Whenever I see someone’s frustration in learning math, the first complaint I usually hear is , “When will I ever need to use this later on in life?” Though there are many answers to this question, I found the best answer in a math book that I recently used called Meaningful Math.
What makes this text book so unique is its use of common math concepts to solve relevant real world situations. The reality is, understanding the mathematical foundation behind important, everyday functions and questions such as financial feasibility, allows us to develop skills that we can apply in almost every facet of our lives.
A stark comparison.
Last year, I had a student who needed help with linear inequalities. He was having a difficult time understanding the purpose of the inequality. He was using a standard textbook and taught under common core standards. I was teaching him to pass the his tests, but in reality, nothing really had any meaning to him, so he would learn and then just as easily forget.
In comes Meaningful Math.
A year later, the same student, who was retaking algebra I as a freshman, comes back for more math assistance for linear inequalities. My first though was, “Ok, this will be the same type of material.” I was considering how to refine this session so I wouldn't be teaching him how to simply pass a test. This is where “Meaningful Math” made all the difference. The textbook was able to relate the same concepts from last year, the lines, equations, and graphs into a real life situation. In this case, it was a bakery deciding how many cookies to bake and how many different variations.
This was great! I could now teach these math concepts in a format that my student can visualize, remember, and apply to similar situations. So now, instead of seeing the linear equation as a line with specific rules to memorize, we now visualize it as a constraint for something that we want to accomplish.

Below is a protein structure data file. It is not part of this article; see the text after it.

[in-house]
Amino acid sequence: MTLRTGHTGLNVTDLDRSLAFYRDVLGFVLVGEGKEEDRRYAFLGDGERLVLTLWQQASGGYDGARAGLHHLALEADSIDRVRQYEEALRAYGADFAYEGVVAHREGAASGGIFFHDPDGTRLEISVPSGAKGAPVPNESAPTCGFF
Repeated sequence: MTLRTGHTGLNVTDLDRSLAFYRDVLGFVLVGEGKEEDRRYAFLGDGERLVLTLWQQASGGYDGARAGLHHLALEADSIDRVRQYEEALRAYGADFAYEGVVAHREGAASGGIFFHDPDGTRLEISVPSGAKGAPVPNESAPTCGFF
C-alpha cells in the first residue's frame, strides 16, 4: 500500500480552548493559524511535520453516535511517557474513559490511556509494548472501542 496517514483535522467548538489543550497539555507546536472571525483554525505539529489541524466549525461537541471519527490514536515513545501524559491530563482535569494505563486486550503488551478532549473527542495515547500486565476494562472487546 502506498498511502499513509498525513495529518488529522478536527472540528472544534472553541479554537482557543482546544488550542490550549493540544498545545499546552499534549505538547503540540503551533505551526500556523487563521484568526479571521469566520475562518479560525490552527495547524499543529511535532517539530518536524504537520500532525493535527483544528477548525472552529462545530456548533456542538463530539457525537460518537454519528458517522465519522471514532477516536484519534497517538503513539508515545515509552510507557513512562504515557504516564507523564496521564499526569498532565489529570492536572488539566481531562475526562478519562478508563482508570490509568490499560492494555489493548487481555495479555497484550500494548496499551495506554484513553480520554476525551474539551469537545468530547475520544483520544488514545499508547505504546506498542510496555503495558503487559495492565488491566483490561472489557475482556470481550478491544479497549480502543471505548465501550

Learning math goes way beyond math.
How many chocolate chip cookies and pastries can Sarah bake for her son's birthday party given the cost of each material, oven/machine time, cost of human resources? If I need to swim across the river, which direction gives me the shortest path? Math can be taken to a whole new level when taught and learned in a meaningful way!
Life is all about constraints.
Clearly, each decision that we make in life has its constraints. No matter the real world situation, each constraint can be mathematically calculated, whether it be algebraic or geometric etc. How does each constraint affect how efficient we are? If we face a constraint and understand the mathematical structure of it, is there any way that we can change the mathematical integrity of it to allow that constraint to be more flexible for us?
The more we understand our constraints, the more efficient and effective we are in our decision making process. Lets face it, the best decision makers are our societies leaders.
So yes, math matters!